updated 8 Jan 2011, 10:22
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Thu, Jan 06, 2011
The Star/ANN
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Dealing with the 'gay' tag
I HAVE a 19-year-old daughter and a 12-year old son. My son has always been very close to me. 

In many ways, my son is in a league of his own. He is very creative and artistic. His talent can be seen in his many art pieces and they have won several awards and even been published in the media.  

Lately, his interest has turned to creative face make-up, fashion styling and designs. Although he excels in Maths and Science subjects, he has now set his mind to be a fashion designer when he finishes school. 

Due to his interests, he often experiments with his clothes and his style is trendy and unconventional. Because of this, he is often teased by some of his friends, especially boys who call him sissy, girly and effeminate. Some have even called him gay. 

Being exposed to the meaning of gay and what it represents, he has googled on this subject to find out more. Now he thinks he really is gay. 

I have explained that others cannot appreciate his uniqueness, hence the teasings. I assured him that he is definitely not gay, he is just a normal healthy boy who is gifted with creative talents.  

In my heart, I assure myself that this is merely a phase he is going through and it will pass, but he seems very affected by this and I can sense that his mind is in turmoil. At least he has shown that he wants to shake off this “gay” tag. 

I encourage him to dress in the kind of clothes boys his age would wear, and play sports. My daughter even told him that it’s all right to be interested in girls. While he seems genuine in “changing”, he just has no interest in these interventions we have set out for him. 

Please advise if there is a more effective way of dealing with this predicament that my son and I are going through.
Worried mum of gifted child 

Your 12-year-old son is a pre-teen. Like his peers, he is curious about sexuality and human relationships. He has many questions on the subject of sexual orientation. He will base his findings on what his friends say and what he reads on the Internet.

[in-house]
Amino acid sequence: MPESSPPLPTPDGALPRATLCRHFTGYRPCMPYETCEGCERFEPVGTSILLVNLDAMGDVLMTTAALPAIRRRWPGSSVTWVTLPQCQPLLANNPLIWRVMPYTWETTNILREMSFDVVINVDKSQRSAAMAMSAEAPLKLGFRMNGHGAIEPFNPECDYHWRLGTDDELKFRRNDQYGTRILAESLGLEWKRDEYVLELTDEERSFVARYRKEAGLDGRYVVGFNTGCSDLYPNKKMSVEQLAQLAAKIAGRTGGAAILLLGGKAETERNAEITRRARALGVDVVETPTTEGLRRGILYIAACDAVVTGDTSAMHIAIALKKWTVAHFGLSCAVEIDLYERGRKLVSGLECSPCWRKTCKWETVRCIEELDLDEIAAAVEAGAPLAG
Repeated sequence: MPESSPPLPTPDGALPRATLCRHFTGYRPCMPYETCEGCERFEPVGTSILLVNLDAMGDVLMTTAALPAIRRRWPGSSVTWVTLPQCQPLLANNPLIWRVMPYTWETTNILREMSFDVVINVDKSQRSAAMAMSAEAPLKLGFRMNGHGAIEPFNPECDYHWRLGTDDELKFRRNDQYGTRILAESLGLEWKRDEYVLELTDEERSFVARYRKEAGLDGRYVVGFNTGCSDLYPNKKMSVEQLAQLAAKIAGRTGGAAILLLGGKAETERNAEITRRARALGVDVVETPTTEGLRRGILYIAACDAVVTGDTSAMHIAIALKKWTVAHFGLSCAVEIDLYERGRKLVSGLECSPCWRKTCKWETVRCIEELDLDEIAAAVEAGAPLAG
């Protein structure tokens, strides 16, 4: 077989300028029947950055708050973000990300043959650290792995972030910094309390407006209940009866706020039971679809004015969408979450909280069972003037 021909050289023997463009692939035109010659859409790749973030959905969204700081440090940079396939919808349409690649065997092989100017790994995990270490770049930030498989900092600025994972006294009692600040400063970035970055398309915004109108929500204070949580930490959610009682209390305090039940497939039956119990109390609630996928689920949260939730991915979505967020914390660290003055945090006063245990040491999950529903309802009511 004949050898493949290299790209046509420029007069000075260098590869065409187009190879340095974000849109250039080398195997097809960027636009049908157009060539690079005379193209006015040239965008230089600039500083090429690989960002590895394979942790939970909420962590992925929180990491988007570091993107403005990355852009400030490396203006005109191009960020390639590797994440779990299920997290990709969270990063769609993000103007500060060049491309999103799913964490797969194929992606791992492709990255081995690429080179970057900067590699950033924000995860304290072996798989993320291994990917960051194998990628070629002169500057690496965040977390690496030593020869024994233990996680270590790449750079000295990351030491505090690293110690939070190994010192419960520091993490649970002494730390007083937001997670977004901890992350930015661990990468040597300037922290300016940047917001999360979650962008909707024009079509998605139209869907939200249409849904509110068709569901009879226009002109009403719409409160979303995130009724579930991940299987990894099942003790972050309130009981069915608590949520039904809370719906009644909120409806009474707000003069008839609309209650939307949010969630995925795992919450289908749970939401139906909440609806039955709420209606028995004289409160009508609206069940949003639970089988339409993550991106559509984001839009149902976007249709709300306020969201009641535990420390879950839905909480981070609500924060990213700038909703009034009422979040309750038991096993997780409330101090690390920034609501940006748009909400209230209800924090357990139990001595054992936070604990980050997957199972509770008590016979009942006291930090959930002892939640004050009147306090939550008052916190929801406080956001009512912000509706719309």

Before you start talking to your son, do some research on the subjects that he wants to talk to you about. Be honest with your own feelings. Deal with your own biases before you approach your son. You need to gain his trust so that he will share his concerns with you. 

At his age, he is more interested in the fashion industry and not on sexual orientation. Separate the issues at hand. You can set up opportunities for your son to explore all fashion-related occupations and learn about the successful individuals in the field. Highlight their talents and struggles for their art. 

In today’s society, both men and women can enter occupations that used to be gender-stereotyped. If you are able to promote this positive insight to your son, you will help him see things differently. There are men and women who are increasingly moving into and succeeding in non-traditional careers. They followed their dreams and did well. 

A pre-teen like your son is often misled by the media on human relationships and their sexual orientation.  

Much of the information he gets is not related to him. He must be able to turn to those who are closest to him for help. 

Conduct regular family discussions to talk about the going-ons in your children’s lives. This way, your son can find opportunities to voice out his concerns and worries openly. Be sure to listen without prejudice. 

Acceptance is what you should have for your son instead of trying to change him. You can make it possible for him to face the world with pride and dignity. Be more concerned for his feelings. Let him know that he is loved unconditionally. 

Being masculine does not mean he needs to act in a macho way. We need to respect people for their differences.  

Everyone has a great deal to contribute to making a better world. Your son knowing this will eventually learn to be comfortable with his own behaviour. 

He should feel proud of his interest in fashion. Having such determination to excel in a trade at such a young age is commendable. Make time for him to pursue his interest.

Whenever your son feels chided for his behaviour or his interest, your support should be unwavering. Only those who are insecure will try to make others feel lousy about who they are.

His self-assurance will show those who taunt him that he is strong and not a weakling.

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